“A pre-emergence herbicide mix of clomazone, ethalfluralin and halosulfruron provided the best overall control of broadleaf and grass species, and the greatest yields came when we used this mixture with a winter rye cover crop,” he said. Walters’ current pumpkin research focuses on fertility management in no-till. “When you leave mulch on the soil, it ties up a lot of nitrogen,” he noted. “We’re evaluating the effects of different rates of fertilizer application on small, medium, large and gigantic pumpkins hoping to find the optimal system in all categories.”

2011 College of Agricultural Sciences


Saving the F

Researchers study federal programs aimed at saving swamp rabbits


Southern Illinois University Carbondale

ederal programs that pay farmers to give cropland back to Mother Nature are helping a declining species hold its own in the bottomlands of Southern Illinois. “In retiring fields from agricultural production, the Conservation Reserve Program, the Wetlands Reserve Program and the Wildlife Habitat Incentive Program have allowed wetlands and brushy, young forests to reclaim the landscape, and that’s what swamp rabbits need,” said Clayton K. Nielsen, an associate professor with dual appointments in the Department of Forestry and the university’s Cooperative Wildlife Research Laboratory. “These recently re-forested lands provide forage and cover not available in the mature forests. We found swamp rabbits were more abundant in shrubby, irregular patches with brushy edges and frequent stumps. The closer the site was to a wetland, the higher the abundance.” Along with zoology colleague Eric M. Schauber, Nielsen has just wrapped up a fouryear assessment of the programs’ effectiveness in reclaiming swamp rabbit habitat along the Cache River and Cypress Creek in Southern Illinois. Articles on their research, funded by a federal grant administered by the Illinois Department of Natural Resources, have been published in “Journal of Wildlife Management” and “Wetlands” and will

‘swamper’ appear soon in “Endangered Species Update” and “Journal of Mammology.” Concern about shrinking numbers led Nielsen to begin studying both swamp rabbits and Eastern cottontails about five years ago. But while both are losing ground, you’ll find far more cottontails than swampers, Nielsen said. The researchers found the federal programs, such as those that pay farmers to leave parts of their lands fallow or return them to wetland status, actually help swamp rabbit numbers recover in Illinois. The swamp rabbit is a larger, darkercolored and meaner cousin of the more common cottontail rabbit. The swamp rabbit prefers bottomland hardwood forests as habitat and hunters know it as a challenging game animal with meaty haunches. The animals weigh in at 3 to 6 pounds — about twice as big as cottontails — are famously scrappy and don’t hesitate to plunge into the water as a means of escape. It’s also an important prey species for foxes, bobcats and coyotes. “Cottontails are primarily an upland species and are able to exploit more habitat types, where swamp rabbits are specialists,” he explained. “They’re found in bottomland hardwood forests with a mix of mature forest, brushy areas and a watery component. Ninety percent of these are gone, not just in Illinois but in North America.” The researchers also analyzed rabbit tissue and droppings to track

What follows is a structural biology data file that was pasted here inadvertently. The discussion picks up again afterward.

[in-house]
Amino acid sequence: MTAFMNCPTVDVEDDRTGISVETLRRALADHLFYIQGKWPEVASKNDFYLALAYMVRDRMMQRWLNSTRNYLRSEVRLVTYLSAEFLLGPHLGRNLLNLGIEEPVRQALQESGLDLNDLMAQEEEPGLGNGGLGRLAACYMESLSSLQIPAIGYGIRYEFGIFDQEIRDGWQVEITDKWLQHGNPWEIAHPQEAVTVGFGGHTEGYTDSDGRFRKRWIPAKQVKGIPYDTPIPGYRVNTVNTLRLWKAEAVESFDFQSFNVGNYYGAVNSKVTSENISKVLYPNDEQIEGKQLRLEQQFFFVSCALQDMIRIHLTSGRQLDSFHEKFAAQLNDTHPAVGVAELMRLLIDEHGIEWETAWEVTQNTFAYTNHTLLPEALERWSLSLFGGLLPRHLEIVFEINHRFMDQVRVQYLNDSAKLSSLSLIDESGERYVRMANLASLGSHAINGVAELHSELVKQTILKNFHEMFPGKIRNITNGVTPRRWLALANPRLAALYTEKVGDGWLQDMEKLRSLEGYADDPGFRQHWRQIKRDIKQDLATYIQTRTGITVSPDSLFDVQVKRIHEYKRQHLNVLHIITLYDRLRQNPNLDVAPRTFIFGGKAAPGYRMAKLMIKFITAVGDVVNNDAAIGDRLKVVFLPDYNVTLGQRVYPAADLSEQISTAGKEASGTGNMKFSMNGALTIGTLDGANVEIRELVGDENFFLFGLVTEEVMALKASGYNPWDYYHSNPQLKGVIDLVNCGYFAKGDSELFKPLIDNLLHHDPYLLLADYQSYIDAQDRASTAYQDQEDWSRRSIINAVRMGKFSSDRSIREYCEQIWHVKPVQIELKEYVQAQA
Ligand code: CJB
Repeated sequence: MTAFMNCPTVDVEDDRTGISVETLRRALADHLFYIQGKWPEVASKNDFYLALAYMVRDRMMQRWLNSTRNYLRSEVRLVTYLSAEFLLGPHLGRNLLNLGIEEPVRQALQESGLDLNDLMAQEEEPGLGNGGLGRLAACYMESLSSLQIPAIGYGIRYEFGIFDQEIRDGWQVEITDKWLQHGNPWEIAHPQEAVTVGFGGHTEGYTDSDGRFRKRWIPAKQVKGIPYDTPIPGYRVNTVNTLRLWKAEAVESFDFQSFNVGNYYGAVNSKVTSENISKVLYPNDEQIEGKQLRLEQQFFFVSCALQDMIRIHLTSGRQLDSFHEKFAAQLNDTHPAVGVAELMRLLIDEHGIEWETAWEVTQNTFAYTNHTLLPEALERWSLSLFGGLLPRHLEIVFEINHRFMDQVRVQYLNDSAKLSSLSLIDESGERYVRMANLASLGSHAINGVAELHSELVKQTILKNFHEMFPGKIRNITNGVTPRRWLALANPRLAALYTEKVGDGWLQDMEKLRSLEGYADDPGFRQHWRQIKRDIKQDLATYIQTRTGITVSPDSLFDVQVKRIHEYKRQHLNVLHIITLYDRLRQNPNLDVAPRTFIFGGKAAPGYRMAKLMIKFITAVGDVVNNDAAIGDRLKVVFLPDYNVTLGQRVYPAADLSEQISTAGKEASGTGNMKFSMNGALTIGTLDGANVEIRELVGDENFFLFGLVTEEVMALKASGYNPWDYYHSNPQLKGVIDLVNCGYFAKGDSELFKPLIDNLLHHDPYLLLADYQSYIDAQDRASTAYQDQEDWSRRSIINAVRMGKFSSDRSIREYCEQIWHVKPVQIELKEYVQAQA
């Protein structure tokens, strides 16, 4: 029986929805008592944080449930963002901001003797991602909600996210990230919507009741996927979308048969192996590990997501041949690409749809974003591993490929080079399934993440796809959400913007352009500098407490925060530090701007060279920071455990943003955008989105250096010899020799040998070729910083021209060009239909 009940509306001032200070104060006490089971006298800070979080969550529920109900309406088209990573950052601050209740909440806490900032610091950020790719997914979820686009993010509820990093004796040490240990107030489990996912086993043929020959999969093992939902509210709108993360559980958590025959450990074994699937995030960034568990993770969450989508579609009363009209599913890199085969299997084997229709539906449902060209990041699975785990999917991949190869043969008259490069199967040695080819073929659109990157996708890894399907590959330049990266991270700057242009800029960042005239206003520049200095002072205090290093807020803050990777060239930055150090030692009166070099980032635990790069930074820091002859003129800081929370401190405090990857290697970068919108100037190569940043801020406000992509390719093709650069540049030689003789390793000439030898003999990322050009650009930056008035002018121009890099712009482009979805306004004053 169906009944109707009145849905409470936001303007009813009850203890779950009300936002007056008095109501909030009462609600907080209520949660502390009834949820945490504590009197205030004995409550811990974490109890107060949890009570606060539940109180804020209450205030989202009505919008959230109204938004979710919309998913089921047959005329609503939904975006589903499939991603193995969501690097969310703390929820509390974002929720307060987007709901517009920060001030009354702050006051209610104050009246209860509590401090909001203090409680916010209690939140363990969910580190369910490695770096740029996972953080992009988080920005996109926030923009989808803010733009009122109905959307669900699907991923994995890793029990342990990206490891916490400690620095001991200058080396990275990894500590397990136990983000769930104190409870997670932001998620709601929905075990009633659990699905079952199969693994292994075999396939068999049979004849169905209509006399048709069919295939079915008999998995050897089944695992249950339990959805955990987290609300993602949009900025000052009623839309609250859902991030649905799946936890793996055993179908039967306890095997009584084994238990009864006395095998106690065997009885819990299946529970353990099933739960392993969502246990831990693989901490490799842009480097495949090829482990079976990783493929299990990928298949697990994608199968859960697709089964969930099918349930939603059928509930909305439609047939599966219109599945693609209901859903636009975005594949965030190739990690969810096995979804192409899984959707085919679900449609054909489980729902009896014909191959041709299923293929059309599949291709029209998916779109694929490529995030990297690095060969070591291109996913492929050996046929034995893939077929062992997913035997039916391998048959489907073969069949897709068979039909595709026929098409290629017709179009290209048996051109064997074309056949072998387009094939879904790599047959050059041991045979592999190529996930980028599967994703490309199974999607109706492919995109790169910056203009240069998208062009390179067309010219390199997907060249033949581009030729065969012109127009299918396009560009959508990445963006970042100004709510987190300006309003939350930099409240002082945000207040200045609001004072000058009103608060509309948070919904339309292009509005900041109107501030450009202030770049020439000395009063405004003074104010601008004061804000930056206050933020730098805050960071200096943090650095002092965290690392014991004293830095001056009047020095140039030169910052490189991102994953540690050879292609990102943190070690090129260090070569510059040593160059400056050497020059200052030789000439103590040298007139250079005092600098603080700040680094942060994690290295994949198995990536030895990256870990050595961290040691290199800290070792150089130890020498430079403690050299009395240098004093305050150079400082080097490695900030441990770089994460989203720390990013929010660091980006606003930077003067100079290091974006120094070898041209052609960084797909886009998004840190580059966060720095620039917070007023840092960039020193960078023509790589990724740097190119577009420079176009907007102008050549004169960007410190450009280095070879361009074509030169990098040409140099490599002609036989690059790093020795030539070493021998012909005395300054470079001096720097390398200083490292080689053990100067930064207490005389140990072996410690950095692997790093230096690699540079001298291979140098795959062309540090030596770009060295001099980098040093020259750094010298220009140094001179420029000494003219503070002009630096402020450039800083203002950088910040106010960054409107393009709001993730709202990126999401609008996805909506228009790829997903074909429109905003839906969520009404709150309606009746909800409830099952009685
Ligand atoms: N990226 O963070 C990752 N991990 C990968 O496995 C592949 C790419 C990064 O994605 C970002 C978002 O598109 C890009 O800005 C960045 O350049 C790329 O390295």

genetic relationships between the animals they studied. The answers would tell them how much the rabbits get around. “There is some isolation, indicating that habitat fragmentation is adversely affecting the flow of genetic material,” Nielsen said. “It’s not the same kind of huge problem it is with a species like cheetahs, where inbreeding is threatening their survival, but over a long time frame, this could lead to more susceptibility to disease and eventually to a population collapse. If one population is wiped out, its habitat may not be re-colonized because the other populations are just too far away.” In Illinois, much of the remaining swamp rabbit habitat lies on public land, but keeping it in tip-top rabbit condition would require logging and burning to create the brushy areas these critters depend on. Opposition to such practices on public lands underscores the importance of private ones. “Logging and burning can be done much more easily on private land if the landowner is willing,” Nielsen said. And a survey done as part of the study showed many are. Some 150 landowners, most of whom enjoyed hunting and trapping on their land, responded to the survey. These folks generally practiced some form of wildlife habitat management, and nearly half of them were already enrolled in one of the federal conservation programs. Those who’d seen